The Genre the Orange Doesn’t See

Maybe it’s time to let men judge the Orange prize, says the current chair of judges. Her reasoning?

“I’m open-minded about it. It would be an interesting debate for organisers to have. Seventy per cent of fiction is bought by women, so having a panel of women judges means they know what women like,” she said.

“But I think it could be quite interesting to have a man on the panel.

“The one disadvantage to an all-female jury is that there are certain books that women like … the judging could be tilted a bit against science fiction.”

The obvious response is that you don’t need to add a man to address that particular bias, you just need to pick different women; you’d think that if someone has noticed women are writing this stuff, they might be able to guess that women are interested in it, too. But given that my immediate reaction to the longlist this year was “Where’s The Carhullan Army?” (and my reaction to the shortlist was to be disappointed that The End of Mr Y didn’t make the cut), anything that encourages the Orange to recognize a broader range of work written by women is good in my book.

EDIT: And for the record, this year’s winner: The Road Home by Rose Tremain

7 thoughts on “The Genre the Orange Doesn’t See

  1. I agree that the Orange Prize needs to bring in new judging voices but I’m heartily disappointed that Kirsty Lang thinks that women’s literary opinions are too parochial to provide them. Suggesting that ‘there are certain books that women like…’ is belittling and insulting. Also clearly nonsensical, since women have written the science fiction, and serious literary fiction, that the prize shys away from. If there was ever an argument against have having the prize at all, that is it.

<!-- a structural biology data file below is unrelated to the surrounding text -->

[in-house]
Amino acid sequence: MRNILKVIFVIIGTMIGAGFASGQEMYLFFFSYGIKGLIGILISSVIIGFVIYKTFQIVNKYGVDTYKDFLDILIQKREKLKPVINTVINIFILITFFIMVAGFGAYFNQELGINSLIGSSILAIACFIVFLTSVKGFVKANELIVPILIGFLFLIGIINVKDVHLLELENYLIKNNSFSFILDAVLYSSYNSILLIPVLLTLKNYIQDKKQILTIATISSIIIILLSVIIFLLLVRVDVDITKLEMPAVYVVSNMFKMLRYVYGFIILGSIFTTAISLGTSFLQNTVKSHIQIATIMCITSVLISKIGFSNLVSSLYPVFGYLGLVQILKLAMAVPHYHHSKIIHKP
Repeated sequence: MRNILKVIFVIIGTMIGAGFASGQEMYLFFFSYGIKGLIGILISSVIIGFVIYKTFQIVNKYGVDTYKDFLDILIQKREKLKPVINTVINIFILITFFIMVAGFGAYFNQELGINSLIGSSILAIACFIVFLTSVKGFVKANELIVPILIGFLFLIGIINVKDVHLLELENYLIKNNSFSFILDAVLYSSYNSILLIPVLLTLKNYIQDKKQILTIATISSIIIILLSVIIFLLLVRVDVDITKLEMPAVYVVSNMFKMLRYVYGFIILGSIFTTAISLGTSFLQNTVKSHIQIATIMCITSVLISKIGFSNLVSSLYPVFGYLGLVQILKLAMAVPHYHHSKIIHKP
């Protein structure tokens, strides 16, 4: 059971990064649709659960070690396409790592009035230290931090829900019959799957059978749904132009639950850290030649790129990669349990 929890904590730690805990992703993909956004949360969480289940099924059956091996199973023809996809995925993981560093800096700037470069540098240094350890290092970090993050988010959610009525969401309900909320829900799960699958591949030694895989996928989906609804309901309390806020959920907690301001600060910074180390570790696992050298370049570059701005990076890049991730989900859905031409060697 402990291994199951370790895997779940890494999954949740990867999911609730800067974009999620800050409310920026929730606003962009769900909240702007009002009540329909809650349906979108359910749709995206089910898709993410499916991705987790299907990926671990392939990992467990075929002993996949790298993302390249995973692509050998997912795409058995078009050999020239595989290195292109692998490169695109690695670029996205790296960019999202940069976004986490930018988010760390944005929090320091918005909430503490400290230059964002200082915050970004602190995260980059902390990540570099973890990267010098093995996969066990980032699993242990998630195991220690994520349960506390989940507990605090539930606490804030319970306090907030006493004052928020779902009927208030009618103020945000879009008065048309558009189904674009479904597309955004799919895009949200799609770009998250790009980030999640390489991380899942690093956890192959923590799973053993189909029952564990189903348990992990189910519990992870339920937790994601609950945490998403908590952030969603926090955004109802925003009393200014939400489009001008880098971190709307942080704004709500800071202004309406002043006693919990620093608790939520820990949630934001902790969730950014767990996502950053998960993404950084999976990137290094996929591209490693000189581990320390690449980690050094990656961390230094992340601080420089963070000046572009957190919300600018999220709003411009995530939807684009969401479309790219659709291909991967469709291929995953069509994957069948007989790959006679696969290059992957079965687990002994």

However, I do think they should consider making novels by men eligible for the prize. (Ooooh controversial!) I much, much prefer the model of the French Prix Femina, which has an all-woman jury but is open to novels by either sex. This makes it far more interesting IMHO and turns the focus onto the wide perspectives of the female reader, rather than on an idea of ‘fiction for and by women’ created by the publishing industry. It leaves the power of decision-making in the hands of women, but also allows the prize to move beyond the controversy of sexism. I’m sure this would improve the status of the women who won the prize, and destigmatize the gender of the author.

  2. That’s a really intriguing idea, actually; I hadn’t heard of the Prix Femina before. I’m not sure I agree it would enable the prize to move beyond accusations of sexism (“well, we know why female author Q really beat male author R …”), but it would be interesting to see what shortlists such a revised Orange would come up with.

  3. Yes, I suppose you’re right. There would always be people who were suspiscious about the gender politics and, perhaps, rightly, since it is possible that some judges would be biased by their perception of the prize’s founding philosophy. Oh, for a perfect world…

    But looking at the last decade of Prix Femina winners, there is a pretty even split between male and female winners: 4-6 (for the prize for the novel originally in French), and 6-4 (for the prize for the novel in translation). On that basis it would seem to be possible to avoid bias.

  4. Victoria’s idea is interesting but seems against the notion of what the Orange Prize was supposed to be (as I understand it, at any rate): a prize for the best novel by a woman from the Commonwealth in the past year.